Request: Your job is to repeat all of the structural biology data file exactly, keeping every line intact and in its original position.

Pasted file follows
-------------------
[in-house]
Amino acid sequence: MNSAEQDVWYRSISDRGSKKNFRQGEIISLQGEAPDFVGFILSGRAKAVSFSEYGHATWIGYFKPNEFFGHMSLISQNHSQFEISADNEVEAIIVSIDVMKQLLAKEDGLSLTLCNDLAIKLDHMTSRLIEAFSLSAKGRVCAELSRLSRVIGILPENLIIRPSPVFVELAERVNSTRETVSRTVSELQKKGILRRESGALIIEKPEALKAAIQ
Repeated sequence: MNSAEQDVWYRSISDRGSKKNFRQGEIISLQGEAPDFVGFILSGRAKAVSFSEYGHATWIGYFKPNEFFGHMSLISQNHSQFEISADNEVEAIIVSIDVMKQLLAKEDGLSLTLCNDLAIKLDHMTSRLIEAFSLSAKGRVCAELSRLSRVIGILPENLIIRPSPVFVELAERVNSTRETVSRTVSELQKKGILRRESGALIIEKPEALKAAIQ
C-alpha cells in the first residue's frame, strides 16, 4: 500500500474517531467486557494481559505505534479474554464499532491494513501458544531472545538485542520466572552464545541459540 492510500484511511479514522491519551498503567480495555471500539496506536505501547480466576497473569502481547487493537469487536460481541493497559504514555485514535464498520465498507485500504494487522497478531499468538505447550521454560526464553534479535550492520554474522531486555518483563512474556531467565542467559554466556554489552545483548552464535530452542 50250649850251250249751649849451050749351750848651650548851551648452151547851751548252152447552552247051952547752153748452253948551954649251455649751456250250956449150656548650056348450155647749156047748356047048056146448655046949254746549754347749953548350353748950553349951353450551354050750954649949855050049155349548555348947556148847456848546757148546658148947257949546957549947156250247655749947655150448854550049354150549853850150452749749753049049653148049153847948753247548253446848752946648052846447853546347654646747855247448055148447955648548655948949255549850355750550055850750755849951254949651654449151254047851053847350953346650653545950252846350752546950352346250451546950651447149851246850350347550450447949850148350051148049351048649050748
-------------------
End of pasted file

[in-house]
Amino acid sequence: MNSAEQDVWYRSISDRGSKKNFRQGEIISLQGEAPDFVGFILSGRAKAVSFSEYGHATWIGYFKPNEFFGHMSLISQNHSQFEISADNEVEAIIVSIDVMKQLLAKEDGLSLTLCNDLAIKLDHMTSRLIEAFSLSAKGRVCAELSRLSRVIGILPENLIIRPSPVFVELAERVNSTRETVSRTVSELQKKGILRRESGALIIEKPEALKAAIQ
Repeated sequence: MNSAEQDVWYRSISDRGSKKNFRQGEIISLQGEAPDFVGFILSGRAKAVSFSEYGHATWIGYFKPNEFFGHMSLISQNHSQFEISADNEVEAIIVSIDVMKQLLAKEDGLSLTLCNDLAIKLDHMTSRLIEAFSLSAKGRVCAELSRLSRVIGILPENLIIRPSPVFVELAERVNSTRETVSRTVSELQKKGILRRESGALIIEKPEALKAAIQ
C-alpha cells in the first residue's frame, strides 16, 4: 500500500474517531467486557494481559505505534479474554464499532491494513501458544531472545538485542520466572552464545541459540 492510500484511511479514522491519551498503567480495555471500539496506536505501547480466576497473569502481547487493537469487536460481541493497559504514555485514535464498520465498507485500504494487522497478531499468538505447550521454560526464553534479535550492520554474522531486555518483563512474556531467565542467559554466556554489552545483548552464535530452542 50250649850251250249751649849451050749351750848651650548851551648452151547851751548252152447552552247051952547752153748452253948551954649251455649751456250250956449150656548650056348450155647749156047748356047048056146448655046949254746549754347749953548350353748950553349951353450551354050750954649949855050049155349548555348947556148847456848546757148546658148947257949546957549947156250247655749947655150448854550049354150549853850150452749749753049049653148049153847948753247548253446848752946648052846447853546347654646747855247448055148447955648548655948949255549850355750550055850750755849951254949651654449151254047851053847350953346650653545950252846350752546950352346250451546950651447149851246850350347550450447949850148350051148049351048649050748